If your morning commute involves congested freeways and reckless drivers, you may want to review your auto insurance coverage. A basic policy, might save you money in the short term, but leave you with stuck with medical bills you can’t afford to pay.
That was the takeaway from a recent New Jersey Supreme Court ruling. Justices voted 3-2 to block victims of auto accidents from presenting evidence of medical expenses beyond their policies’ personal injury protection (PIP) limits.
Why it pays to keep your options open
New Jersey is a “no-fault” state, meaning that drivers turn to their own insurance companies for compensation for damages, medical bills and other expenses.
The system works well when costs stay below your policy’s coverage limits. But drivers often suffer injuries that lead to medical costs far above the state’s $15,000 minimum coverage. This is where you can get stuck.
If you opt for a basic policy or a standard policy that limits your right to sue, your insurance does not need to pay beyond your cap, and you cannot seek compensation from the other driver.
In the case brought before the Supreme Court, both plaintiffs had opted for basic policies with $15,000 limits on personal injury protection. One required medical treatment that ran $28,000 over his policy. The other required treatment that ran $10,488 over her policy. Because they chose policies that limited their options, these plaintiffs must now deal with not only their injuries, but their debts as well.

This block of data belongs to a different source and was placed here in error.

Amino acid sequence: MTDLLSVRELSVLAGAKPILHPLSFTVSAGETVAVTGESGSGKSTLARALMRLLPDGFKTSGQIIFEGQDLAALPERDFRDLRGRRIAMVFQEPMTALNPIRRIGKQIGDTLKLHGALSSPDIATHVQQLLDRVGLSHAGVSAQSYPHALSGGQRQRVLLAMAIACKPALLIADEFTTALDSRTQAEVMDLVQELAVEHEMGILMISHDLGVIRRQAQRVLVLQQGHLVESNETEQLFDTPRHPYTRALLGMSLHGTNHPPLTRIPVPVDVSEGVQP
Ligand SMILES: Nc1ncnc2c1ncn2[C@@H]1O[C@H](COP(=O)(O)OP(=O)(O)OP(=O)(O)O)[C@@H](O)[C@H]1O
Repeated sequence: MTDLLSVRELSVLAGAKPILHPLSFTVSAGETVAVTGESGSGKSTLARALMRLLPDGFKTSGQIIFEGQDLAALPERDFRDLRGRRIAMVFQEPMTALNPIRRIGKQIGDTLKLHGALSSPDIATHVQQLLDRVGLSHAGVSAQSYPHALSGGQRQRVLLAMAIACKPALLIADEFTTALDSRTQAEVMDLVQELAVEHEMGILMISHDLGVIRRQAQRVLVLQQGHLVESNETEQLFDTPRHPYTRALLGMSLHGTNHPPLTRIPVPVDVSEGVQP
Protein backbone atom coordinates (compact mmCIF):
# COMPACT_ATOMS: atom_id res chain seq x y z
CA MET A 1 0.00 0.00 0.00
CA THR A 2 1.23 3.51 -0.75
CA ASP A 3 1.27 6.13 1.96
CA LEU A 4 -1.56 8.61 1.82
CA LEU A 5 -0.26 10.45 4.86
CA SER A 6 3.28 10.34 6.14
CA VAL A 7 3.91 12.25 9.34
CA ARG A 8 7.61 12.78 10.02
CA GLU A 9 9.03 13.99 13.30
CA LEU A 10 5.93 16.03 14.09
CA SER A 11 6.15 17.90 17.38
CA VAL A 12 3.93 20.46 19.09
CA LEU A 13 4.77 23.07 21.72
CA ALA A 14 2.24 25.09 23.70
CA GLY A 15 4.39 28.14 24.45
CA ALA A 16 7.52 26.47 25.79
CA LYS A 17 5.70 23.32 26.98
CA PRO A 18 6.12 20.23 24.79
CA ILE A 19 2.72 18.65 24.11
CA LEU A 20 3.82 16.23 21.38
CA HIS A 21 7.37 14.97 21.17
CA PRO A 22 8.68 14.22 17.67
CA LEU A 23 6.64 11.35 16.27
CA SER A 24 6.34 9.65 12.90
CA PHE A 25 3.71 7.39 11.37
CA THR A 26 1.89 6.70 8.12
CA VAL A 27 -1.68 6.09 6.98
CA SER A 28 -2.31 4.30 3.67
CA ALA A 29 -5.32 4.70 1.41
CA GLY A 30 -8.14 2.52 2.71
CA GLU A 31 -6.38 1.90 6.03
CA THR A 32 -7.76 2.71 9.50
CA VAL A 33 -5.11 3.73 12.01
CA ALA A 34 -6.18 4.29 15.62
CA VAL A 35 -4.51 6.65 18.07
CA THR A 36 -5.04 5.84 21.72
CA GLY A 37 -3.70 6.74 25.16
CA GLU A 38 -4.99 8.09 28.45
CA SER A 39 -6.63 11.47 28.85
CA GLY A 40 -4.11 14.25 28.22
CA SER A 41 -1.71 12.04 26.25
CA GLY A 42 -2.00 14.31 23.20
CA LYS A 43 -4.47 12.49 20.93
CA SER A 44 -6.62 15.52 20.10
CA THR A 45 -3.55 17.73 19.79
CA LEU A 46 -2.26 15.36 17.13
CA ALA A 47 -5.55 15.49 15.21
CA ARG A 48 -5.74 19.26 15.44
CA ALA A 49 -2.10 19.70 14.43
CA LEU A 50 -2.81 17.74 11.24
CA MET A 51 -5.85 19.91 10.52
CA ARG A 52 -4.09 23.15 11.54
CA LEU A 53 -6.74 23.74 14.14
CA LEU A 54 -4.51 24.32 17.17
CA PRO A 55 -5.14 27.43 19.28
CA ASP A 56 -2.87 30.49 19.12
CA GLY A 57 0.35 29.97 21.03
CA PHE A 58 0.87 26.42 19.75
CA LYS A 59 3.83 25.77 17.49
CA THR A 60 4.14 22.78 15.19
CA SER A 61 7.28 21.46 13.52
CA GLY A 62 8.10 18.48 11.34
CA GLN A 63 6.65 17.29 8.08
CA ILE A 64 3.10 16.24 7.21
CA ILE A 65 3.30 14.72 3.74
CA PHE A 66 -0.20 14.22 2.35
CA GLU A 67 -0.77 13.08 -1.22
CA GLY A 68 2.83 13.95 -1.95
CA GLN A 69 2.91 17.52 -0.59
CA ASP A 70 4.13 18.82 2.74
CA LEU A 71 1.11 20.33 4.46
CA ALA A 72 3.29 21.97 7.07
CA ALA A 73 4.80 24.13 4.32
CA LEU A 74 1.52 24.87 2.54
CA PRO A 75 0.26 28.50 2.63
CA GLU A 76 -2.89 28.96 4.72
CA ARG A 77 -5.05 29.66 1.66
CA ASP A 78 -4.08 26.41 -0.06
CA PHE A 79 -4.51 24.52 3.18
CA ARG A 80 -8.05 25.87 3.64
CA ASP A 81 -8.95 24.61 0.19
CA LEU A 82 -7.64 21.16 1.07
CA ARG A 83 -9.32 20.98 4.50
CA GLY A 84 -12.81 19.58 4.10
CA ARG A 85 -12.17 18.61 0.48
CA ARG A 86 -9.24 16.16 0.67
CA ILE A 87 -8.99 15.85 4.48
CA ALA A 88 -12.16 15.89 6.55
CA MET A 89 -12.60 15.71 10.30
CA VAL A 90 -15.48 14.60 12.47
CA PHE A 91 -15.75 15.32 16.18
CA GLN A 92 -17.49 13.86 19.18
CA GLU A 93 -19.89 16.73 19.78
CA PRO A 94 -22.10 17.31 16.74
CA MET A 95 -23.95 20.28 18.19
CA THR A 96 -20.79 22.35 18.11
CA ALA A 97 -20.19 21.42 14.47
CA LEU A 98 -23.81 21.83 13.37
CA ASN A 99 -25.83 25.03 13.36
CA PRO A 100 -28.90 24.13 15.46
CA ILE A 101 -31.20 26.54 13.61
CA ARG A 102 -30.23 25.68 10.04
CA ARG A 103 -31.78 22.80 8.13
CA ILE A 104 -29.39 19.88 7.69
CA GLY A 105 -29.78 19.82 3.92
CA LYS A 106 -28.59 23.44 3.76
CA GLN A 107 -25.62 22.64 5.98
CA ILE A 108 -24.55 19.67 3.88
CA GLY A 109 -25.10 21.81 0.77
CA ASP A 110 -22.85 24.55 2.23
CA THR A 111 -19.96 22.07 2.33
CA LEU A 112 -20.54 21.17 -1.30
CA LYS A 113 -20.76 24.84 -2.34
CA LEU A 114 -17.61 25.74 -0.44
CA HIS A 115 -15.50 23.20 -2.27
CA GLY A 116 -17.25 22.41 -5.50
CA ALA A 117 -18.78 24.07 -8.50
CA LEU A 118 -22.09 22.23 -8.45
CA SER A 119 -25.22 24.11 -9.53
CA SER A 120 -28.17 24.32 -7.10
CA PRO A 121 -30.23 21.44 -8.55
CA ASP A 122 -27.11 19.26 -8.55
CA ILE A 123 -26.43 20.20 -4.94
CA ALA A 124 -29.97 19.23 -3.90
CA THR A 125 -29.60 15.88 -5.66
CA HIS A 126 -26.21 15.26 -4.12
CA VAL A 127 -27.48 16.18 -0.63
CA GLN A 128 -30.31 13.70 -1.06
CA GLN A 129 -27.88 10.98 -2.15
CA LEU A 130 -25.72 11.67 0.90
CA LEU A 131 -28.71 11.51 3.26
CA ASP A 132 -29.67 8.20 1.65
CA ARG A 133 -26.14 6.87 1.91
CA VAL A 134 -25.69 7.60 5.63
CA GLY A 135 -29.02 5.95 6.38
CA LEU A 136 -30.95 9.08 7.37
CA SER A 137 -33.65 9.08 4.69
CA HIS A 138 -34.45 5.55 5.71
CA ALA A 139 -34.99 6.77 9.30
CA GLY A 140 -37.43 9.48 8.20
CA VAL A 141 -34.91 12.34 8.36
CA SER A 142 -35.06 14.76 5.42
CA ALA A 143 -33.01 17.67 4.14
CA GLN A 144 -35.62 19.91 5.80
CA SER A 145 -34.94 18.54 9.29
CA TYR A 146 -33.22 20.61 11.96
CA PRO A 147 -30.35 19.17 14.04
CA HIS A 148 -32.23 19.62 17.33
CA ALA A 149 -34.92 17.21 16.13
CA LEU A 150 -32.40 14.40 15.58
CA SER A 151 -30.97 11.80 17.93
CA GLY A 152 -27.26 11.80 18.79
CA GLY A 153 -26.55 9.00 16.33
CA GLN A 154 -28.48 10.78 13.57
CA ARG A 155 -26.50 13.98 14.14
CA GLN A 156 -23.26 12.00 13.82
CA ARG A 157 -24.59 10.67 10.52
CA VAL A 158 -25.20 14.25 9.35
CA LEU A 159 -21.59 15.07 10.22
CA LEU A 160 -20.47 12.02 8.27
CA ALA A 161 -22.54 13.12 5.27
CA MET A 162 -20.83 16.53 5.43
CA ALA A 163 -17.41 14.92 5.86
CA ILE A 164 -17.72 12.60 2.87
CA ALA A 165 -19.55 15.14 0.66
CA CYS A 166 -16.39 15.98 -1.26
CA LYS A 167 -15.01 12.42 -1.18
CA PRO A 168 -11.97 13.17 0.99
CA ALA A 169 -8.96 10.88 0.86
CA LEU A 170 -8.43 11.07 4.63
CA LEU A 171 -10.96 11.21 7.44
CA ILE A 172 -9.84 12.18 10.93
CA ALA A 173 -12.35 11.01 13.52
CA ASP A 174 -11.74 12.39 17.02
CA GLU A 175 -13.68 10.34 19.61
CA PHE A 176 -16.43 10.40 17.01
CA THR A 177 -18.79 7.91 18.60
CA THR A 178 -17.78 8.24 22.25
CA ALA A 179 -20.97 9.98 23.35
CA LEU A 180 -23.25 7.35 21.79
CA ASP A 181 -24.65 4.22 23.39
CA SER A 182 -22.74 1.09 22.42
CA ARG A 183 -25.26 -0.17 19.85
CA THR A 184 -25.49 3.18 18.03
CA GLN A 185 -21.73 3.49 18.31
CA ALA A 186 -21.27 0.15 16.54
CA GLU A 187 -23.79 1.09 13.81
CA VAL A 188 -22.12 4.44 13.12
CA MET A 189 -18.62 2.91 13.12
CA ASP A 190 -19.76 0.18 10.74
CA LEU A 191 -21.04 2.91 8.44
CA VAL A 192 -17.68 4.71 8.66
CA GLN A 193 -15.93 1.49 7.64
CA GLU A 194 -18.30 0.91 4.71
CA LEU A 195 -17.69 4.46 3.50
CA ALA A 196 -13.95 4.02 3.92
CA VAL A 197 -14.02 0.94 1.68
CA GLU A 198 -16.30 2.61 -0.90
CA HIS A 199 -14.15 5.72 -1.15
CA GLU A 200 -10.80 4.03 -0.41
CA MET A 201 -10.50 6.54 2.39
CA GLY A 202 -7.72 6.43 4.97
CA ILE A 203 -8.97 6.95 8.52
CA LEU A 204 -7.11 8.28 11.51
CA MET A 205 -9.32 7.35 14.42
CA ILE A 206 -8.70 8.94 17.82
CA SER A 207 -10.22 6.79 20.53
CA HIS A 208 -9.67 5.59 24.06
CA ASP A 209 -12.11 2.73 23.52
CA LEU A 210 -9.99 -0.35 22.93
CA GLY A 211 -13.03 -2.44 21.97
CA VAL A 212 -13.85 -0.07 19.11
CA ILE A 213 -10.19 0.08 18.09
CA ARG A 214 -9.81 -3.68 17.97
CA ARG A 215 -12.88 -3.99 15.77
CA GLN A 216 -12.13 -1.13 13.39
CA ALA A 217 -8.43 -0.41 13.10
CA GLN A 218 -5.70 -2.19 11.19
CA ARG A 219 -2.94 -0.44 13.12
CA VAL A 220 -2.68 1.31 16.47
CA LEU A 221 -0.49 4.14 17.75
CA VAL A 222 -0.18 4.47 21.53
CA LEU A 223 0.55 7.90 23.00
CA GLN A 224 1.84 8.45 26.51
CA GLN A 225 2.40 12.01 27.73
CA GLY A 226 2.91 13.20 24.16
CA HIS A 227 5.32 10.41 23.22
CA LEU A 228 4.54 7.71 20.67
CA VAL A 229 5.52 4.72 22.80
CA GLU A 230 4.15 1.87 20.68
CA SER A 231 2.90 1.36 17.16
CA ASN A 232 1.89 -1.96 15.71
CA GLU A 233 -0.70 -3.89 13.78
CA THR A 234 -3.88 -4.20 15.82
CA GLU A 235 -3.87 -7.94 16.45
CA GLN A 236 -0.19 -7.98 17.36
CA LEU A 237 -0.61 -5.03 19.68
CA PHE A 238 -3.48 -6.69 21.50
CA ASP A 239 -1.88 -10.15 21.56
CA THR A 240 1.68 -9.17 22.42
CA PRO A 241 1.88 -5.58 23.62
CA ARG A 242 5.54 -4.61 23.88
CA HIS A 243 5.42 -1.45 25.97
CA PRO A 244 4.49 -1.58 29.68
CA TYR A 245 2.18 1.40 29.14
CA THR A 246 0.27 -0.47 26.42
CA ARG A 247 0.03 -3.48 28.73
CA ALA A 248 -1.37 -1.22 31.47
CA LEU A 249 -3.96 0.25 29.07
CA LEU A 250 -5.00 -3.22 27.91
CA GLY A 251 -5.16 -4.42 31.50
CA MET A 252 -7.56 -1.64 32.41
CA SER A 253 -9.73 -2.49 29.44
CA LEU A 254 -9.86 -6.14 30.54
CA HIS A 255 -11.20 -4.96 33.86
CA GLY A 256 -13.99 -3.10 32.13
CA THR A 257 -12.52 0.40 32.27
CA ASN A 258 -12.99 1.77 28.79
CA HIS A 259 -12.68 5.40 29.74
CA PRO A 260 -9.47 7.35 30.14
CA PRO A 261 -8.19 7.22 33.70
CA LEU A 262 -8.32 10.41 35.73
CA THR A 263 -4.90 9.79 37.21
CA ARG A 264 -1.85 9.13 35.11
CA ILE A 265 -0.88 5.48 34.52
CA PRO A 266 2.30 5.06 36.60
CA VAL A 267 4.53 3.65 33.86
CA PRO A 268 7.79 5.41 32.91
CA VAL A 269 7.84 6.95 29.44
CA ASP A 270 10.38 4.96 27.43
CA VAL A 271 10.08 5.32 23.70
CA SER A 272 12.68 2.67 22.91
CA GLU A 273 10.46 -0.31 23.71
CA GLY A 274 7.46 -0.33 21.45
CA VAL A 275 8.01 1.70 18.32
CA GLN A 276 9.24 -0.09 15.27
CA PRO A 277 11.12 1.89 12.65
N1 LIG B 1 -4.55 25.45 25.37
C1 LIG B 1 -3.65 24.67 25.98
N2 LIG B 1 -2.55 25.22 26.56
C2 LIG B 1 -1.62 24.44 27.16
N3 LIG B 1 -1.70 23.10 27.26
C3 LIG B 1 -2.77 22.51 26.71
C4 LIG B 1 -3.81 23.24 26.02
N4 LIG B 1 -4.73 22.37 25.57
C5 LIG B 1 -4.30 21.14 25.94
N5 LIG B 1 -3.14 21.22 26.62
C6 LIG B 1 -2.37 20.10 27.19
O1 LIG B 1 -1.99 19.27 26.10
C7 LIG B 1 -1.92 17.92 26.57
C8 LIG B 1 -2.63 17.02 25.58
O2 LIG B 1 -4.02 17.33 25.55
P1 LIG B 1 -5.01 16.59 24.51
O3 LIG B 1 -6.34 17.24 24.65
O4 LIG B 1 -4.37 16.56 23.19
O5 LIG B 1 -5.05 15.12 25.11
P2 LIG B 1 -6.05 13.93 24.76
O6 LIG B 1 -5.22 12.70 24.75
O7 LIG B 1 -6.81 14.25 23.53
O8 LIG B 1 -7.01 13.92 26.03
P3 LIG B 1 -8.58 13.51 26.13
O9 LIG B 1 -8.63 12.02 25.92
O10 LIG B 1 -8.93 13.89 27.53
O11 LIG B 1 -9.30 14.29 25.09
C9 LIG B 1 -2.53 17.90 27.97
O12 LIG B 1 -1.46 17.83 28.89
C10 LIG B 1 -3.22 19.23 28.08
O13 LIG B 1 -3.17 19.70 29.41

On the other hand, a standard policy that leaves you the right to sue may come with a higher premium, but it leaves you the right to seek compensation for your medical bills after an accident. Given the rising costs of healthcare, this becomes an increasingly important consideration, especially for commuters who watch reckless drivers swerve through the lanes ahead of them every day.
Are you gambling with your health?
Few things in this world are as important to you as your health. If you’re ever injured in an auto accident, you need to get better. Very likely, this will involve medical treatment, and doctors do not come cheap.
When you buy your auto insurance, you’re doing more than paying for the right to drive your car. You’re placing a value on your health. You’re betting that you won’t get hurt, or that if you are involved in an accident, your injuries will be less than $15,000 to repair. For most, that’s a gamble they cannot afford to lose.